Don’t worry. I didn’t. You’re safe.
I popped the finished scones out onto a drying sheet to start cooling off, and then I got started making the glaze. Butterscotch is a close relative to caramel– basically, butterscotch is “young caramel”– that is, a butter and brown sugar mixture that wasn’t cooked as long (real caramel is cooked for almost 1/2 hour until it becomes a deep, golden brown). The longer you cook the brown sugar and butter, the more rich and “caramel-like” your butterscotch becomes. I just wanted a nice, light butterscotch flavor, so I brought all the glaze ingredients, except the powdered sugar, to a boil.
I boiled the mixture for 2 minutes and then turned off the heat and let the butterscotch cool down for a few minutes.
When the glaze has cooled just enough to form a “skin” on top, but not harden, gradually whisk in your powdered sugar. YUMMMM. Taste it. Seriously. Isn’t that incredible? You just MADE butterscotch from scratch. You’re amazing.
When your scones have cooled enough to handle, take them and dip their sweet little tops into the glaze. Transfer the dipped scones to a cooling rack over a silpat-lined cookie sheet to dry. If you don’t have a silpat, then you really need to meet one. Silpats are the “little black dress” of the baking world. They can go from freezer to oven, and back to freezer . . . and not even break a sweat. You can use them to knead dough and roll out pie crust, and then just scoop up the entire mess and wipe it off. You can stick these little lovelies underneath a pie or casserole, and when you get bubbling-over, oozing mess, the silpat will simply . . . wipe clean. Yes. No more scraping at pans or smelling disgusting, choking oven burning smells when something overflows its pan. And these silpats are always a lifesaver when it comes to “scone dipping,” because you can stick them on a cookie sheet and put a cooling rack on top. As the scones slowly “drip” the extra glaze down, the silpat helpfully collects it for you. And when the scones are dry, and you have all that extra gunk underneath, just run the silpat under soapy water, and voila . . . mess gone. You’re welcome. Get a silpat here. You totally deserve this, too.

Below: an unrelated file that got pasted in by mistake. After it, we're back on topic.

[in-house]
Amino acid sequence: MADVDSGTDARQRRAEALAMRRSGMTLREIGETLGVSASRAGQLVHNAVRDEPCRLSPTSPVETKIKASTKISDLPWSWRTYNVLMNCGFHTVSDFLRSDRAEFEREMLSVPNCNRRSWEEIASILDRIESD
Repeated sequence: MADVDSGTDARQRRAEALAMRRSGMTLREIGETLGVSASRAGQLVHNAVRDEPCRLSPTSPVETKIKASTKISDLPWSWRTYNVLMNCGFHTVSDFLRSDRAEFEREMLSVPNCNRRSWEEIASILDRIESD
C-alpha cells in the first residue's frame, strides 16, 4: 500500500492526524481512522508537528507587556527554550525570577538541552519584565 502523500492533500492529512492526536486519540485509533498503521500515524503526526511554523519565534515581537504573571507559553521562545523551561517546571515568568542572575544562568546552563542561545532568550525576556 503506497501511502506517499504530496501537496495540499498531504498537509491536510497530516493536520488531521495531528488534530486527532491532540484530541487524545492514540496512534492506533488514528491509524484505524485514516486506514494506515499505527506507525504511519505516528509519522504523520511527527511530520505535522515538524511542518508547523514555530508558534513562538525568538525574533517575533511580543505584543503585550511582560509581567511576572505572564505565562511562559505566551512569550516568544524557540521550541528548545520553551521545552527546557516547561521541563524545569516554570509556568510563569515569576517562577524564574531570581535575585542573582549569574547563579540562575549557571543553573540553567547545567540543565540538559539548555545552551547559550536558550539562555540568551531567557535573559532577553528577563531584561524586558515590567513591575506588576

When the scones dry, they will become nice and “unsticky,” so you can stack ’em up without getting glaze everywhere.
Of course, that depends on one thing . . .
Whether there will be enough left over to stack . . .
It certainly is hard to leave these little breaths of October alone, isn’t it? YUMMMM. Please pass the coffee. And if you want to use a mug cozy and channel cool, autumn dreams . . . I won’t judge.
You did it. And I’m just so proud of you.